In other words, in Falcon 9 and Dragon2, I think we're looking at SpaceX's bread and butter through most of the 2020s. Which means that it will be Falcon 9s and the SLS, together, building NASA's deep space infrastructure this decade.

    Quote Originally Posted by Voidwielder View Post

    As cargo haulers only, if I recall correctly.
    No, manned as well.


    Quote Originally Posted by Voidwielder View Post
    Also, isn't it true that SpaceX needs to launch one booster at least 10 times to at least brake even?
    No. It needed the first 10 launches of the Falcon 9 total to break even on investments made, but the profit margin of a baseline Falcon 9 cost is 40%. A Falcon 9 rocket costs around $30 million to build, and a reflown Falcon 9, which has been used on 18 of 69 flights, costs SpaceX basically the cost of the upper stage (about $8 million) + fuel costs. They don't even bother to repaint it anymore.

    SpaceX's profit margins on it's actual bread and butter, National Security Launches, are higher, because they command a premium for those launch services (a Falcon 9 National Security Launch costs taxpayers $90 million, compared to $61 million for commercial launch services). Part of that is increased payload insurance costs, but that is also commanded by the contract SpaceX competitively beat ULA out for (ULA offering a $180 million / launch Atlas V).

    SpaceX's entire technology base is basically strangling ULA to death and I wouldn't be surprised if the Vulcan-Centaur never flies and they leave the first-stage launch business rather than fly it. I bet they focus on second stages (Centaur) and payload/crew services on other people's first stages (Orbital, Lockheed). They're a miserable company and they deserve to die for their business decisions since 2004. True that means a lot of job losses right in the heart of Trump country, but that's what real market competition looks like rather than Trump's fake-conservative "pick the winner" model. If ULA starts today it'll be around 2030 before they're able to equal what SpaceX did five years ago. Maybe.

    They fucked up big and I think it is unrecoverable. Even the European Space Agency just unrelieved a rocket which is basically a Falcon 9 clone they intend to build, and they're not shy that they're copying the market leader.

    The Space industry isn't large as a function of any country's GDP, so the effects have been negligible, but SpaceX's technology advantage is been one of the most radically disruptive to any old industry we've seen in decades. ULA is probably toast. Russia is probably done for over the next few years a commercial launch provide. China only hangs on because of the nature of its rockets (basically ICBMs pointed up). Europe is doing the right thing to save itself and abandoning old technology to build new ones. That's what legitimate market competition does.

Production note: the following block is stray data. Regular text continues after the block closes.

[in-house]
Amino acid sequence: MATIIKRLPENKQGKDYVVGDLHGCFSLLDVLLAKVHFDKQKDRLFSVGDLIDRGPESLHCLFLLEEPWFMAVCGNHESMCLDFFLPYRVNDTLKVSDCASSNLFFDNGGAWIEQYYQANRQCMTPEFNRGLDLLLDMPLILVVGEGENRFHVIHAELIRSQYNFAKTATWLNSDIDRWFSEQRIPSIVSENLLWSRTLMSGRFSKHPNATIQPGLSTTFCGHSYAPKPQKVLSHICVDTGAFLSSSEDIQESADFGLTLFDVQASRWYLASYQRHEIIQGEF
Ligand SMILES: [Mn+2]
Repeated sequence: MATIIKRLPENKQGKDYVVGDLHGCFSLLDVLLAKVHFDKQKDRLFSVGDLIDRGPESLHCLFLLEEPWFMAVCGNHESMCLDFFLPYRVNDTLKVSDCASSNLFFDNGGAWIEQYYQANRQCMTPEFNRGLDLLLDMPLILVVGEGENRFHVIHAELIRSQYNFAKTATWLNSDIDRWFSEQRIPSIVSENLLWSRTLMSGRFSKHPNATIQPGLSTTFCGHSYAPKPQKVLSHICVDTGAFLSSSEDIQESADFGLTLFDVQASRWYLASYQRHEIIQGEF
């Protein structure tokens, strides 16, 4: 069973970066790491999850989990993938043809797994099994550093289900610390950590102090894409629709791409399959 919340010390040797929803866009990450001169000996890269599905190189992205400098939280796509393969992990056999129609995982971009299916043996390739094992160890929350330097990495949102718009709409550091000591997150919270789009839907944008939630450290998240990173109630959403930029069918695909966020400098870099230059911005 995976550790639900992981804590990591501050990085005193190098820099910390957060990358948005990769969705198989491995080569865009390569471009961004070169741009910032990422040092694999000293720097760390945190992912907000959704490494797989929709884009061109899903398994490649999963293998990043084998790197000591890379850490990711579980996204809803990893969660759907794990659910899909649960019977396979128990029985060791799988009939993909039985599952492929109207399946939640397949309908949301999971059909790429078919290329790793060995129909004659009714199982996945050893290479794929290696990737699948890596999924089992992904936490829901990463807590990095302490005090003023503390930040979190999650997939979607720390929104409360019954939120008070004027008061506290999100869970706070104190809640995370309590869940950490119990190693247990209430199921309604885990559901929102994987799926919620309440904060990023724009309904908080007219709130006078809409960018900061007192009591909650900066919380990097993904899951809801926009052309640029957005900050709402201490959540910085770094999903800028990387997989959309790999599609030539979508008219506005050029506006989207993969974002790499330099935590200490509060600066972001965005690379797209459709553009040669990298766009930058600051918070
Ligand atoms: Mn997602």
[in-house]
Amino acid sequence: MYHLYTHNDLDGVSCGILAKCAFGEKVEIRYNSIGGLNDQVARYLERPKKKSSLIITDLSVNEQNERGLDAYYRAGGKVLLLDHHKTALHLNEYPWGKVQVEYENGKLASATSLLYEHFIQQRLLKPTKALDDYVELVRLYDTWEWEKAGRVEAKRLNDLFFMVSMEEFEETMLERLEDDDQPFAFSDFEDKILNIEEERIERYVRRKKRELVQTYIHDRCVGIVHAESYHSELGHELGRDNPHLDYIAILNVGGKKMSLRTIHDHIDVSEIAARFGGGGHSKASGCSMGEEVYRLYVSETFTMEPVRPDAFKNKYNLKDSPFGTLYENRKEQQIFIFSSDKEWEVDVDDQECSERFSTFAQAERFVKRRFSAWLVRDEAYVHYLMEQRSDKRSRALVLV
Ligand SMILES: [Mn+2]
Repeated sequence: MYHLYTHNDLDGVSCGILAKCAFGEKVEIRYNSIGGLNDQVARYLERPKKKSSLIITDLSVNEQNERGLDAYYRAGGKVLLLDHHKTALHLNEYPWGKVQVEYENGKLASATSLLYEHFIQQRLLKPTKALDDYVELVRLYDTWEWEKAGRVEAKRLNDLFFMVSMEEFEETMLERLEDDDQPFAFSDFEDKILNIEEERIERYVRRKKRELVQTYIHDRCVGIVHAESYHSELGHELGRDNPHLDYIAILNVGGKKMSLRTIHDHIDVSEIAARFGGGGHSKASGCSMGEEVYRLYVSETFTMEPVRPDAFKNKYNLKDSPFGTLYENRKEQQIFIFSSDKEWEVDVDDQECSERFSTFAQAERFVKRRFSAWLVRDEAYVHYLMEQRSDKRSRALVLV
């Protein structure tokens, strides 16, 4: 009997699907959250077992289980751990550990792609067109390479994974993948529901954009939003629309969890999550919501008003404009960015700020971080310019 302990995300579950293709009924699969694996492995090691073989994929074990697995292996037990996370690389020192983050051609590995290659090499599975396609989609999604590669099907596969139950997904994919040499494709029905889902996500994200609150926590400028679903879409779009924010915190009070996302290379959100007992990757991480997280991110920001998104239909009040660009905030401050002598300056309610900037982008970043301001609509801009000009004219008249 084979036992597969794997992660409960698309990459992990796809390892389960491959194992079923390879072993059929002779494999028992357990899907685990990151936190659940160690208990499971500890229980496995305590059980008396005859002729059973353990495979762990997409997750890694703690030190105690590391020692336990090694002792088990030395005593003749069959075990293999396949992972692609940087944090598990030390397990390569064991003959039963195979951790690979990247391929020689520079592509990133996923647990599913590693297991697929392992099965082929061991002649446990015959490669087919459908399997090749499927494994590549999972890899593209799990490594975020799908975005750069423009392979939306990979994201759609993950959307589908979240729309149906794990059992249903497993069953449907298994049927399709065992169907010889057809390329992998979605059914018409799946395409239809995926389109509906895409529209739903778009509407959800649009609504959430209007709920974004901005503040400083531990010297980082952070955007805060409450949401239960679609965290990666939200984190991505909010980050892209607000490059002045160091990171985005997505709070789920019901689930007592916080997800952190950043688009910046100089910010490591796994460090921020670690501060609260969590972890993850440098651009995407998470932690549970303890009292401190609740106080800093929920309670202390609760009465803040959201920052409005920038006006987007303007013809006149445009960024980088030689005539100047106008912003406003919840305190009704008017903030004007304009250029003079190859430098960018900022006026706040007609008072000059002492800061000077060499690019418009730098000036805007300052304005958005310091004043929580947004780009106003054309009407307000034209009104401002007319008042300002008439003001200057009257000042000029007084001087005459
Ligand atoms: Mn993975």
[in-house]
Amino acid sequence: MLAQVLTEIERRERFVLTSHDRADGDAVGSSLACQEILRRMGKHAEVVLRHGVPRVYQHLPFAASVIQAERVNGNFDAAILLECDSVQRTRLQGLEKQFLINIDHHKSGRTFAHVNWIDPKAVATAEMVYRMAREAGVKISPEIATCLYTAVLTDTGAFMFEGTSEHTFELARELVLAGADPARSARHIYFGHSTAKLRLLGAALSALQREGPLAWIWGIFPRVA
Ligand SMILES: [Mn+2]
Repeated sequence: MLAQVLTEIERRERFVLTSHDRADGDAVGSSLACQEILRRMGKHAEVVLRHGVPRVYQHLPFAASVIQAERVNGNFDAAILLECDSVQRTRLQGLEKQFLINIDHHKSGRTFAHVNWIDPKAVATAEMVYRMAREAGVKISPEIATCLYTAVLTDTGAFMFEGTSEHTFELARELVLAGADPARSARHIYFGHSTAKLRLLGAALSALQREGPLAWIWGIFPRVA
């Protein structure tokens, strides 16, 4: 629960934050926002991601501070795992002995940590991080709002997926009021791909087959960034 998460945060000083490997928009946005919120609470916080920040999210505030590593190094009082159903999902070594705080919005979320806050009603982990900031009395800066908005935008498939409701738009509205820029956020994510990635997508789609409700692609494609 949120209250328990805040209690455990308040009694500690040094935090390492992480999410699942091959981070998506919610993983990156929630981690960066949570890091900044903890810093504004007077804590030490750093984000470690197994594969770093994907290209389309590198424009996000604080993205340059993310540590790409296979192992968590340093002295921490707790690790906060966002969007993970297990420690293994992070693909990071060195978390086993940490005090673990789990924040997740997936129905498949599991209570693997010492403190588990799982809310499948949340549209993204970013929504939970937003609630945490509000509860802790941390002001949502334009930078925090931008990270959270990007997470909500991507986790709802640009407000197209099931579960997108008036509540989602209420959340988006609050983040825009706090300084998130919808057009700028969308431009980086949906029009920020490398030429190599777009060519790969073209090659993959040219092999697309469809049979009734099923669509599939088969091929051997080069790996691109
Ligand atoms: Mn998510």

Quote Originally Posted by Voidwielder View Post
    And that closing speech by Bridenstine was quite moving.
    I don't care for nice words about Space anymore. It's dollar signs and contracts or it's a bunch of nice sounding nonsense.

    The only role government should play in low earth orbit is that of the customer buying the service and the industry regulator.

  9. #9
    Quote Originally Posted by Saucexorzski View Post
    Yay! our tax dollars can be wasted again on over priced pet projects from the different fiefdoms of NASA. How much infighting goes on for cargo space alone i wonder..
    https://www.jpl.nasa.gov/infographic...w.php?id=11358

    Another one of the people who doesn't see the benefit of space travel not only from tech innovations like that but from raw resources which can be harvested.

  10. #10
    Quote Originally Posted by Hubcap View Post
    Good job NASA.

    I forget, did Trump give NASA more money or less money?
    Trump wanted to keep it flat (+1%). Congress told him to go fuck himself and gave it a lot more.
    (2019 PBR stands for "Presidential Budget Request... aka what the President Asks For").




    No wall. No Medicare for all. And certainly no cuts to the aircraft carriers (Trump) or size of the Army (Obama).

    One of these days folks are going to actually soak up that Congress doesn't care what Presidents want in their budgets anymore. On any topic that spreads federal dollars far and wide. That especially means things like NASA. Or Pentagon construction.

    You can thank the End of Earmarks and the Budget Control Act for that. And neither are coming back any time soon.

    https://www.politico.com/story/2019/...rmarks-2793935
    https://thehill.com/policy/finance/4...rump-democrats

    -> Democrats aren't bringing back Earmarks.
    -> Speaker Pelosi is already seeking the next 2 year budget deal, as I predicted 9 months ago in my Wall thread, that sets spending targets and raises the debt ceiling until late 2021. This would be the 3rd such budget deal, after the 2016/2017 deal, and the 2018/2019 deal. The 2020/2021 budget would be under the new deal.

    - - - Updated - - -

    Quote Originally Posted by Puupi View Post
    Independent until Russians/Chinese/whoever acquire the majority in SpaceX.
    SpaceX is a private company and the US has laws that prevent foreign ownership of strategic technologies and certain industries.

    Space launch has always been under that definition. Furthermore launch technology is internationally regulated via arms control treaties.

  11. #11
    Quote Originally Posted by Varitok View Post
    https://www.jpl.nasa.gov/infographic...w.php?id=11358

    Another one of the people who doesn't see the benefit of space travel not only from tech innovations like that but from raw resources which can be harvested.
    dislike of an inefficient government agency in no way shape or form means i dislike the research they conduct or the potentials of space. You are making stupid assumptions.